Cairo: Ahmad Abdul Mohsin, a law student, had mixed feelings when he learnt that the train he had left almost 30 minutes earlier had a tragic crash. "I was aboard the train leaving from Giza to Fayyoum when it broke down for 30 minutes after it rammed into a buffalo," he said.
"As the disruption continued for half an hour, I decided to get off and delay my journey, only to find out later that another train had ploughed into it from behind," Abdul Mohsin Gulf News.
"I rushed back to the heart-wrenching scene to help rescue the injured passengers and recover the bodies from the wreckage of the rear carriage of the train," he said. "Unfortunately, this accident provides yet a fresh proof that the transportation of the poor in Egypt is below the human standards."
The collision, the latest in a series of rail crashes in this country of 80 million, has again thrust into focus the deterioration in the rail service, on which millions of poor Egyptians depend to shuttle across the nation.
The accident occurred on Saturday evening when a passenger train travelling from Cairo to Assiut in southern Egypt crashed into another train, which had broken down earlier after running over a buffalo in the village of Guezah, 40 kilometres south of Cairo.
Around 18 people were killed in the collision, according to the Ministry of Health. Unconfirmed reports put the death toll at around 25. Independent MPs have demanded an urgent meeting of the parliament, which is still on a summer recess, to investigate the accident.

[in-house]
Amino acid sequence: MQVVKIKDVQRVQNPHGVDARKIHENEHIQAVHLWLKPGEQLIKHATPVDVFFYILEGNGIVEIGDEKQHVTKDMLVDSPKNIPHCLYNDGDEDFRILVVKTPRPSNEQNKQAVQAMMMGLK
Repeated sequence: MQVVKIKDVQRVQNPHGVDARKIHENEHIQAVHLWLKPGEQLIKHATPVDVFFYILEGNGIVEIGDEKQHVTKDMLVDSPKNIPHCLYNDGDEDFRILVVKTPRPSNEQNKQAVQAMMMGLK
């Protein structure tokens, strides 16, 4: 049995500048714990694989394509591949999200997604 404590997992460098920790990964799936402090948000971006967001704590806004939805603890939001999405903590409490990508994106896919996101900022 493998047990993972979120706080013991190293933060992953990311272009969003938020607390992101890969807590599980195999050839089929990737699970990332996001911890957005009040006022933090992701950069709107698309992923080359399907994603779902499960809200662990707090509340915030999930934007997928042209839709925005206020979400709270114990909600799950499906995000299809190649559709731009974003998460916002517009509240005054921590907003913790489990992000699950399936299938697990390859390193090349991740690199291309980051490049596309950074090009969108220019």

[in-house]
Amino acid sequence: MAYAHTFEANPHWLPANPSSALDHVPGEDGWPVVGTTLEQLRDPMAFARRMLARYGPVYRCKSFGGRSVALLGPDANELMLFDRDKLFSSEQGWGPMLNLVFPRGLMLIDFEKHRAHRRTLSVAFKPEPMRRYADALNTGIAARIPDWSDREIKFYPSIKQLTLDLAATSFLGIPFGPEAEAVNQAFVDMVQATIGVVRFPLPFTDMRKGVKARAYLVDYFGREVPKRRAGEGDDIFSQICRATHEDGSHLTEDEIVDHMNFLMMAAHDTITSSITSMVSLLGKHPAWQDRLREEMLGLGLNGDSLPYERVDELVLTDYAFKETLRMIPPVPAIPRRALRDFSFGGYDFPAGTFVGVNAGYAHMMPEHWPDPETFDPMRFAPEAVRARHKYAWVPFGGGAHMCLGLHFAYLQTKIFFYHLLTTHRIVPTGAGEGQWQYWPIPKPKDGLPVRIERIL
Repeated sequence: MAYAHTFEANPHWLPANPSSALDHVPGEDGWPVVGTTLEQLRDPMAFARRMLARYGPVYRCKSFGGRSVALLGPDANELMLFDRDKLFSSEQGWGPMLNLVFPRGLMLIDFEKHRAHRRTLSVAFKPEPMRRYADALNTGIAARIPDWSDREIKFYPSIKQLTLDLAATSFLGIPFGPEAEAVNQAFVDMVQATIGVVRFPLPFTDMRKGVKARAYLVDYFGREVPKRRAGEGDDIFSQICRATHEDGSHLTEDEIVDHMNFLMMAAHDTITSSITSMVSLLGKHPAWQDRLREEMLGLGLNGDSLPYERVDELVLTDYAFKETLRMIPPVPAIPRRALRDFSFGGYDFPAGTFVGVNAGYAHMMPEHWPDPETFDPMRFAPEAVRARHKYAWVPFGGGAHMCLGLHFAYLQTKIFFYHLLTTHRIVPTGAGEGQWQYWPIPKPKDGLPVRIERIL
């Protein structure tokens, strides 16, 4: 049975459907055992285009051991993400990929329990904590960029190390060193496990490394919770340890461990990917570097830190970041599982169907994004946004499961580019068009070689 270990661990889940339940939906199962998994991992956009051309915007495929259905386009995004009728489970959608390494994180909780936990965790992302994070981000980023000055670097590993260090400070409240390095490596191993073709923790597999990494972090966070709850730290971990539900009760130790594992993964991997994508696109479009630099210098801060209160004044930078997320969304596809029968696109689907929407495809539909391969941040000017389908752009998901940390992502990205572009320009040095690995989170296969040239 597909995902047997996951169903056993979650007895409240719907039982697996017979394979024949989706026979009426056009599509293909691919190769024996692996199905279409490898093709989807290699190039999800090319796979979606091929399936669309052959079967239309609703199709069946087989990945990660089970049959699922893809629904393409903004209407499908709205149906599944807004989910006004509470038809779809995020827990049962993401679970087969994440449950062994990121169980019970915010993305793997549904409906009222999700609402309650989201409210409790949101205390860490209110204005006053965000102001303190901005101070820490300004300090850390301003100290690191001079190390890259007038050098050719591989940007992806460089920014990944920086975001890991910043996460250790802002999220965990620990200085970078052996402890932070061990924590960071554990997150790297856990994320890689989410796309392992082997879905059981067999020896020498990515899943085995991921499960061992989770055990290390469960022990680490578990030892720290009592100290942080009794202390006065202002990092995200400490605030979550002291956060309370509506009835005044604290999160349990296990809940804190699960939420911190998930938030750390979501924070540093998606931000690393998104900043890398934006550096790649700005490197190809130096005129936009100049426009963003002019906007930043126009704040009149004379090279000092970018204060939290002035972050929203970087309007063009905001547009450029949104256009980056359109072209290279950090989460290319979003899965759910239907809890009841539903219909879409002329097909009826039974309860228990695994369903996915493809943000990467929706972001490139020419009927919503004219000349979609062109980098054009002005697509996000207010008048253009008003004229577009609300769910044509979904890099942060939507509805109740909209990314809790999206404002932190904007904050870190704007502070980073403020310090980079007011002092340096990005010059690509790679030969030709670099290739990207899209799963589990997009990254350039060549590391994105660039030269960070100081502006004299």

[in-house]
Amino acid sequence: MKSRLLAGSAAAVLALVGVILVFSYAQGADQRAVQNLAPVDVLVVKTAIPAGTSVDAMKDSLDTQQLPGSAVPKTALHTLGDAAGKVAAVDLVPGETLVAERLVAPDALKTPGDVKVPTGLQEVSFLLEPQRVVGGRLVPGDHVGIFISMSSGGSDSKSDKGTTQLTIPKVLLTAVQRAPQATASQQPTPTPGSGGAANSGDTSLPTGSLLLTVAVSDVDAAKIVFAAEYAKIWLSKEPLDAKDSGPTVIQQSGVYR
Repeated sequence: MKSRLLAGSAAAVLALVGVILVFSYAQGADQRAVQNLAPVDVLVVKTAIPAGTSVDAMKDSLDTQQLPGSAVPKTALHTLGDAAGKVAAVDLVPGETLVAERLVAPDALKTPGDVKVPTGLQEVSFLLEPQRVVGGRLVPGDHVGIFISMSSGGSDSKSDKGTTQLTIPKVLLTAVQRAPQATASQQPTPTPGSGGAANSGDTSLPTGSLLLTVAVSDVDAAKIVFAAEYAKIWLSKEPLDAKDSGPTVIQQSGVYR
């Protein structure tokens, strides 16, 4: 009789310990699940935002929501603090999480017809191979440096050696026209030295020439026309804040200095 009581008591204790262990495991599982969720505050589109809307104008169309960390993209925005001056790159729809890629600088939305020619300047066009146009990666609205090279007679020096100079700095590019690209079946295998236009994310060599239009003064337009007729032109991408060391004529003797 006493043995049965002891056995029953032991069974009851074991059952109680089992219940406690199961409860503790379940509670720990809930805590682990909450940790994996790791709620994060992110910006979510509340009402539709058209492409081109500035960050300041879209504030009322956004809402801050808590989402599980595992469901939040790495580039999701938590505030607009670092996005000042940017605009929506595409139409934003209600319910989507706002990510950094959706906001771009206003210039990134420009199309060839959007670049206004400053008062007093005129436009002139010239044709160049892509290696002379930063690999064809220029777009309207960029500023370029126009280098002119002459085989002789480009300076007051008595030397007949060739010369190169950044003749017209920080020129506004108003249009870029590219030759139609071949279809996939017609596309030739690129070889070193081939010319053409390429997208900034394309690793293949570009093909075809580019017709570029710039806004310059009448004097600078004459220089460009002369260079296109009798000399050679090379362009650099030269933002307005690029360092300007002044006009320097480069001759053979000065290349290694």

Minister of Transport Mohammad Lutfi Mansour, already under fire for a list of other accidents over recent years, yesterday referred a number of rail officials to questioning. Initial investigations into the Saturday collision revealed that the area where the accident occurred had no functioning signals.
"Although tragic, this accident came as no surprise to me," said Mustafa Hamad, a government employee who uses the train daily to shuttle between his workplace in Cairo and his hometown in Menufia, some 70km to the north.
"In the aftermath of every accident, officials come out to pledge substantial improvements into the rail service. The only thing they have recently done was to hike up fares," he said.
In February 2002, at least 360 poor passengers were burnt to death when a blaze gutted a train bound to the Upper Egyptian train of Assiut. The mishap was later blamed on a small stove used by a passenger on board.
Four years later, 51 passengers died in a train crash in Qaliub, some 20km north of Cairo. The accidents prompted the Egyptian government to pledge more money to overhaul the rail service.
An Egyptian police official says a passenger train collided with the back of a second one ahead of it on the tracks just outside of Cairo, destroying several passenger cars and killing at least 25 people.
The official says at least 55 others were wounded in the accident, which occurred in Girzah district of 6th of October province. The official spoke on condition of anonymity because he was not authorized to talk to the media.
The official said emergency teams are still searching mangled wreckage for victims. Egypt has a poor railway safety record on its railways with several fatal accidents each year, usually blamed on poorly maintained equipment.
- December 1995: About 75 people were killed in a train collision near Cairo.
- October 1998: Forty-seven passengers died in a train crash around 30km south of Alexandria.
- February 2002: At least 360 passengers were burnt to death when a train, crowded with poor passengers, was destroyed by a major fire.
- September 2006: Five people were killed when a train moving from the Delta town of Mansoura rammed into another.